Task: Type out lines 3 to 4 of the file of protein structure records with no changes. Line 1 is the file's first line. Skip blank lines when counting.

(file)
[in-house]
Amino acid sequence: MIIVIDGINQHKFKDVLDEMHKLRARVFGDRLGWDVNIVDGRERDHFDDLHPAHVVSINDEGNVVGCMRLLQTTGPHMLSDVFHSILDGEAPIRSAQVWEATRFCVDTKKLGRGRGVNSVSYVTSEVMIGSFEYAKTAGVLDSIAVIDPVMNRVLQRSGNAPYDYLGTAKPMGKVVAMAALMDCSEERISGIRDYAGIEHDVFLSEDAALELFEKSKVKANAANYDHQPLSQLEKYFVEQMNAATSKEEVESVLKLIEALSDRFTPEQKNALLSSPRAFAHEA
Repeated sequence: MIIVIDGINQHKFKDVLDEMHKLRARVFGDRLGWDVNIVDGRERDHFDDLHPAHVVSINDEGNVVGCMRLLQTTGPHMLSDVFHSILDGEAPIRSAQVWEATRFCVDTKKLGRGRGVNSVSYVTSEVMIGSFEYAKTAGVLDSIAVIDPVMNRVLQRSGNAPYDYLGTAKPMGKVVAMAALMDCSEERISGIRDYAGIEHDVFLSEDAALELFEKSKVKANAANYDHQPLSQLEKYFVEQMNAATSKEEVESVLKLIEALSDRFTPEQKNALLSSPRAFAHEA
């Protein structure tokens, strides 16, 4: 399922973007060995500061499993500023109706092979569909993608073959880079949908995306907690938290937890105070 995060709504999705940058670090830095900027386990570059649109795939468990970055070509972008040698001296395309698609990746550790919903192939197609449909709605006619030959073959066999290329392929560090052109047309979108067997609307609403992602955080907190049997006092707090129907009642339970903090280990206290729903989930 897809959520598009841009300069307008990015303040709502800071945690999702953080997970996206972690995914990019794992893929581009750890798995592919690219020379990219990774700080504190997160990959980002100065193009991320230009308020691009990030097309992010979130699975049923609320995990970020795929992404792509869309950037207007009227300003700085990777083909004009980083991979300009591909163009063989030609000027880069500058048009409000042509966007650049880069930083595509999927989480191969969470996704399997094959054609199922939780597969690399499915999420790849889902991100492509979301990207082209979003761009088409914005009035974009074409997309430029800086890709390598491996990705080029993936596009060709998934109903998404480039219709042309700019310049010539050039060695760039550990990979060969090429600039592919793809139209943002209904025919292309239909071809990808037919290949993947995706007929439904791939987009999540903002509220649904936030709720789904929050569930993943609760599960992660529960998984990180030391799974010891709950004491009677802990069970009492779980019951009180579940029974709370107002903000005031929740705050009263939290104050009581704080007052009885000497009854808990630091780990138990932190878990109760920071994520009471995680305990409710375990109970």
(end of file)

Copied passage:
Repeated sequence: MIIVIDGINQHKFKDVLDEMHKLRARVFGDRLGWDVNIVDGRERDHFDDLHPAHVVSINDEGNVVGCMRLLQTTGPHMLSDVFHSILDGEAPIRSAQVWEATRFCVDTKKLGRGRGVNSVSYVTSEVMIGSFEYAKTAGVLDSIAVIDPVMNRVLQRSGNAPYDYLGTAKPMGKVVAMAALMDCSEERISGIRDYAGIEHDVFLSEDAALELFEKSKVKANAANYDHQPLSQLEKYFVEQMNAATSKEEVESVLKLIEALSDRFTPEQKNALLSSPRAFAHEA
């Protein structure tokens, strides 16, 4: 399922973007060995500061499993500023109706092979569909993608073959880079949908995306907690938290937890105070 995060709504999705940058670090830095900027386990570059649109795939468990970055070509972008040698001296395309698609990746550790919903192939197609449909709605006619030959073959066999290329392929560090052109047309979108067997609307609403992602955080907190049997006092707090129907009642339970903090280990206290729903989930 897809959520598009841009300069307008990015303040709502800071945690999702953080997970996206972690995914990019794992893929581009750890798995592919690219020379990219990774700080504190997160990959980002100065193009991320230009308020691009990030097309992010979130699975049923609320995990970020795929992404792509869309950037207007009227300003700085990777083909004009980083991979300009591909163009063989030609000027880069500058048009409000042509966007650049880069930083595509999927989480191969969470996704399997094959054609199922939780597969690399499915999420790849889902991100492509979301990207082209979003761009088409914005009035974009074409997309430029800086890709390598491996990705080029993936596009060709998934109903998404480039219709042309700019310049010539050039060695760039550990990979060969090429600039592919793809139209943002209904025919292309239909071809990808037919290949993947995706007929439904791939987009999540903002509220649904936030709720789904929050569930993943609760599960992660529960998984990180030391799974010891709950004491009677802990069970009492779980019951009180579940029974709370107002903000005031929740705050009263939290104050009581704080007052009885000497009854808990630091780990138990932190878990109760920071994520009471995680305990409710375990109970």